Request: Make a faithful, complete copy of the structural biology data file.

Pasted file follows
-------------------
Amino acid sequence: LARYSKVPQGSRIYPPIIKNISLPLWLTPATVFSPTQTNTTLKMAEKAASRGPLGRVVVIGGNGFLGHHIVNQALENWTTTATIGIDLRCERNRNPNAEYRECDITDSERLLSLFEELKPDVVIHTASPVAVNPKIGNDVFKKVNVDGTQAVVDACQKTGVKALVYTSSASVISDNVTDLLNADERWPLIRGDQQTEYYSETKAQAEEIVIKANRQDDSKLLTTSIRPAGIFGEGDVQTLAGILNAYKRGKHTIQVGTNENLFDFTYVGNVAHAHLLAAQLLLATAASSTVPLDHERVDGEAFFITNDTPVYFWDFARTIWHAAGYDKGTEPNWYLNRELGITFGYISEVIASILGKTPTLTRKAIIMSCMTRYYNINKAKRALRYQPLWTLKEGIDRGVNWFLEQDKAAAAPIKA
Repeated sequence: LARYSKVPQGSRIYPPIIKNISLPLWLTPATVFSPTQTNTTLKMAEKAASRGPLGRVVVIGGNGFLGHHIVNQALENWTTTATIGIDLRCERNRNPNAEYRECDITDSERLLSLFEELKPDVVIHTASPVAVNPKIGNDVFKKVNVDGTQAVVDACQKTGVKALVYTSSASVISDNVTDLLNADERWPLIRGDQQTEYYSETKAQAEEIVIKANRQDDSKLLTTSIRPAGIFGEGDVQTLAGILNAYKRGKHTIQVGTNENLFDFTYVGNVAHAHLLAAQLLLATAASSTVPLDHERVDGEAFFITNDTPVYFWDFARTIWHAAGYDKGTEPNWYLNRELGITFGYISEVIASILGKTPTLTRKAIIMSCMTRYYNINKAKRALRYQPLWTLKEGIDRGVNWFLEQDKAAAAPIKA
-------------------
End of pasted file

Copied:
Amino acid sequence: LARYSKVPQGSRIYPPIIKNISLPLWLTPATVFSPTQTNTTLKMAEKAASRGPLGRVVVIGGNGFLGHHIVNQALENWTTTATIGIDLRCERNRNPNAEYRECDITDSERLLSLFEELKPDVVIHTASPVAVNPKIGNDVFKKVNVDGTQAVVDACQKTGVKALVYTSSASVISDNVTDLLNADERWPLIRGDQQTEYYSETKAQAEEIVIKANRQDDSKLLTTSIRPAGIFGEGDVQTLAGILNAYKRGKHTIQVGTNENLFDFTYVGNVAHAHLLAAQLLLATAASSTVPLDHERVDGEAFFITNDTPVYFWDFARTIWHAAGYDKGTEPNWYLNRELGITFGYISEVIASILGKTPTLTRKAIIMSCMTRYYNINKAKRALRYQPLWTLKEGIDRGVNWFLEQDKAAAAPIKA
Repeated sequence: LARYSKVPQGSRIYPPIIKNISLPLWLTPATVFSPTQTNTTLKMAEKAASRGPLGRVVVIGGNGFLGHHIVNQALENWTTTATIGIDLRCERNRNPNAEYRECDITDSERLLSLFEELKPDVVIHTASPVAVNPKIGNDVFKKVNVDGTQAVVDACQKTGVKALVYTSSASVISDNVTDLLNADERWPLIRGDQQTEYYSETKAQAEEIVIKANRQDDSKLLTTSIRPAGIFGEGDVQTLAGILNAYKRGKHTIQVGTNENLFDFTYVGNVAHAHLLAAQLLLATAASSTVPLDHERVDGEAFFITNDTPVYFWDFARTIWHAAGYDKGTEPNWYLNRELGITFGYISEVIASILGKTPTLTRKAIIMSCMTRYYNINKAKRALRYQPLWTLKEGIDRGVNWFLEQDKAAAAPIKA